One of the longest titles in movie history, and also one of the silliest, this film is fairly representative of the laughably bad work of the late Ray Dennis Steckler, who worked as a cameraman for Universal until as legend has it he was fired for knocking something over on set and nearly injuring Alfred Hitchcock! Incredibly Strange Creatures was clumsy Ray’s first film as a director and was made for a bargain basement $38,000 with his then-wife Carolyn Brandt as the star. Spotting a gap in the market almost as wide as the gap between his ears, his ingenious idea was to stage the world’s first zombie musical, and to film it in “hallucinogenic hypnovision”. That’s a hypnotic spiral that crops up on screen from time to time.
Brett O’Hara is Madame Estrella, a gypsy fortune teller in a low-rent carnival who talks like Bela Lugosi on helium and has an ugly wart on her face, which mysteriously changes position from scene to scene. When men turn down her advances she chucks acid in their faces and locks them in a closet. That’s how things played out in the dark days before match.com.
Madame Estrella has a much sexier sister Carmelita, a most ungainly stripper played by the aforementioned Carolyn Brandt. She also employs a hideous chain-smoking hunchback sidekick Ortega (Jack Brady) who assists her in disposing of bodies, grabbing innocent victims and making the coffee. But he has to have the odd day off to replenish his stock of filter tipped Camels or he gets the hump, so Estrella hypnotises a gormless lad named Jerry – played by Steckler himself under the pseudonym of “Cash Flagg” – to deputise and kill anyone who dares to criticise her crystal ball readings.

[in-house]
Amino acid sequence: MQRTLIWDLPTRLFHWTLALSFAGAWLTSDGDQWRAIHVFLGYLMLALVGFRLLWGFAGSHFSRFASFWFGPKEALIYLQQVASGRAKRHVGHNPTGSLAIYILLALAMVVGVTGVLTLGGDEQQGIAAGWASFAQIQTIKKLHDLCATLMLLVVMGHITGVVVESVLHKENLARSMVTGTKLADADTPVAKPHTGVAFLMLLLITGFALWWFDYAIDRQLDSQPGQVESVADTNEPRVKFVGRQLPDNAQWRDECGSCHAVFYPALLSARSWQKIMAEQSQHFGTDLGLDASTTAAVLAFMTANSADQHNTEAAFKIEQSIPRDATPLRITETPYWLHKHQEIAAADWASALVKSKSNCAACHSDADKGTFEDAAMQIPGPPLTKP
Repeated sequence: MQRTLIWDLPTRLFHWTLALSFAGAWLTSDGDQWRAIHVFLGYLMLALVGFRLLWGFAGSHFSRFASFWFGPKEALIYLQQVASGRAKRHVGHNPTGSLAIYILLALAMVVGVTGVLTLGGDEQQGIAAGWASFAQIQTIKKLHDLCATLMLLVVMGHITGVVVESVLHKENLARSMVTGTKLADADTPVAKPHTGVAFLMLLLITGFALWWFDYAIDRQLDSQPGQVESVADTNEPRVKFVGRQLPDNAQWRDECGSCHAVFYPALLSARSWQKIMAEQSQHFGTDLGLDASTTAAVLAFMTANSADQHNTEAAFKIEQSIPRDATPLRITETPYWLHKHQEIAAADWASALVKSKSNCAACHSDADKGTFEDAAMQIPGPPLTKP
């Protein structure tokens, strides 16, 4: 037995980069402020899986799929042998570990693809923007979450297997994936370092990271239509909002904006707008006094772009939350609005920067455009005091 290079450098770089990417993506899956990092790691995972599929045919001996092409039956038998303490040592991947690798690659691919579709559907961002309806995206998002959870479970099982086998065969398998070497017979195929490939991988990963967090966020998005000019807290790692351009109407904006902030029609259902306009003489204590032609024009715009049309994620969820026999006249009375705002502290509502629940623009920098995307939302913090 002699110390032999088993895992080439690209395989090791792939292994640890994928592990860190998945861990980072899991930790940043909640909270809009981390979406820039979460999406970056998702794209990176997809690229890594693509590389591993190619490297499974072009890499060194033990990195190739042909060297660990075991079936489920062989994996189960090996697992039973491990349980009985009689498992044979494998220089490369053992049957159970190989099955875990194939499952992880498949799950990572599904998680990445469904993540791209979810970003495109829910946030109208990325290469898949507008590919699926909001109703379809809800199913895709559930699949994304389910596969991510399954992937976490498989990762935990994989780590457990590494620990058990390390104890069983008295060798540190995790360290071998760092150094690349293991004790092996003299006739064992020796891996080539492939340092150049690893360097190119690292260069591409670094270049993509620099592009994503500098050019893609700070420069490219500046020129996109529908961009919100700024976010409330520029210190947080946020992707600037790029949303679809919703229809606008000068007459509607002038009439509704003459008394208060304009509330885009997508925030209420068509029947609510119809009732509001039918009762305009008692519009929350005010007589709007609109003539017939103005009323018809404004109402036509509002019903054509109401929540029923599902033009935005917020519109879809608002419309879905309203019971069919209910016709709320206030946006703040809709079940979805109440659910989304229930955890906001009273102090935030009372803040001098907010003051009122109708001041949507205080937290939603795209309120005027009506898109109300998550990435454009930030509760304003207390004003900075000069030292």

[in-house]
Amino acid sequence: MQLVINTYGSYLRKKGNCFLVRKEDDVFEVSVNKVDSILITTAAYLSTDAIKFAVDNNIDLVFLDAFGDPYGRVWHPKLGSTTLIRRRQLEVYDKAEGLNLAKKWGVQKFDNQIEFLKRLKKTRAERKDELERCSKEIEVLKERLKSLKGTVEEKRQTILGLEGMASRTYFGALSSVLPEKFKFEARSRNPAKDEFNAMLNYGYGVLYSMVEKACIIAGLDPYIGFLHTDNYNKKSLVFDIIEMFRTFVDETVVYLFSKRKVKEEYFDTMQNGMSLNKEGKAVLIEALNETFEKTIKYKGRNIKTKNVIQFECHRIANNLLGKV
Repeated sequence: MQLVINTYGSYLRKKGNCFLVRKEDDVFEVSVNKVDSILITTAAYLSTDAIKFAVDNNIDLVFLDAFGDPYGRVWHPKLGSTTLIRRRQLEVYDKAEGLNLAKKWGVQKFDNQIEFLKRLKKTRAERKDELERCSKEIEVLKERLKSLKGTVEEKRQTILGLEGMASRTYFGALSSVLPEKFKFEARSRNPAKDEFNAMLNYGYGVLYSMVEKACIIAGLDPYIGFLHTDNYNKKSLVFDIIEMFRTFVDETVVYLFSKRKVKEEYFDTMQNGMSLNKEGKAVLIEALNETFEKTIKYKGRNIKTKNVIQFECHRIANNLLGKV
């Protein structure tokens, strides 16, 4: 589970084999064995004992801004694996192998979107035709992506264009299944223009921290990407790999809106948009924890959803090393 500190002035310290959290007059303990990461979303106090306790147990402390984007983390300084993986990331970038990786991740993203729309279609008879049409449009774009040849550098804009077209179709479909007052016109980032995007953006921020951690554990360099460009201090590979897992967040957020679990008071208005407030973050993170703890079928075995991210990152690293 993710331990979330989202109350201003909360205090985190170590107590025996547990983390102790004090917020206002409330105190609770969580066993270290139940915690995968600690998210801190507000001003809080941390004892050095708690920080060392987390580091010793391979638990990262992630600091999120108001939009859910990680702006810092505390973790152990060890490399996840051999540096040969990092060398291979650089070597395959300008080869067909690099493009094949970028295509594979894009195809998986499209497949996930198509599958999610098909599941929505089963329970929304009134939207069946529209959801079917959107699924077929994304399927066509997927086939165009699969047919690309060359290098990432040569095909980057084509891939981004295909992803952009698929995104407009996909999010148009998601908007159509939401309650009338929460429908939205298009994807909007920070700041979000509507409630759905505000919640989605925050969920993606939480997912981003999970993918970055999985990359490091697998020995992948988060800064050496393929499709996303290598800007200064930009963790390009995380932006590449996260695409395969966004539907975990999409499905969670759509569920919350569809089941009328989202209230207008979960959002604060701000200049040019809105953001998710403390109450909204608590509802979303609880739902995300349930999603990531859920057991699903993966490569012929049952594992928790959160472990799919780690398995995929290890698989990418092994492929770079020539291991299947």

Impressively, Steckler is an even worse actor than he is a director, his goggle-eyed stare provoking big laughs as he sidles toward his victims, big shiny butcher knife in hand. Looking disconcertingly like a drunken Nicolas Cage, he could also be the first “hoodie” psycho in movie history – even David Cameron wouldn’t want to hug him.
The blood-curdlingly sickening scenes continue as American idol and singing sensation Don Snyder takes to the ramshackle stage to deliver his big hit and signature tune “How Do You Stand With My Heart”. When Jerry storms the stage with murder in mind, we can only applaud.
The hilarious finale sees our hypnotised hero getting an acid face wash from an ungrateful Madame Estrella. Then the putty-faced zombies get loose and Estrella cops it along with her leggy stripper sister and poor old out-of-puff Ortega, who can’t run fast enough to escape them with that pillow stuffed down his back.
These zombies may be mixed-up bunch, but the cops who arrive on the scene minutes later don’t offer them any counselling. They just do what any cop would do when confronted by a bunch of guys staggering around in rubber masks – blast away at them with toy guns. They then chase Jerry across a rocky beach as he stumbles, falls, gets up again, and repeats the cycle until he finally cops it. You could probably make a brew while the final chase is on and get back to see the end of it.
There’s really only about fifteen minutes of story here, padded out with dire musical numbers (such as “The Mixed-Up Zombie Stomp,” “It’s Not You,” “The Pied-Piper Of Love” and “Scook Out Of Shape”) which all sound like they were recorded in a wind tunnel, and some of the worst dance routines ever committed to celluloid.
Amazingly, however, the movie turned a tidy profit for Ray because he had the bright idea of taking it on the road with a unique gimmick: at the end of each showing he had actors dressed in rubber masks and brandishing plastic knives invade the audience. Sadly, no cops ever turned up to shoot the lot of them.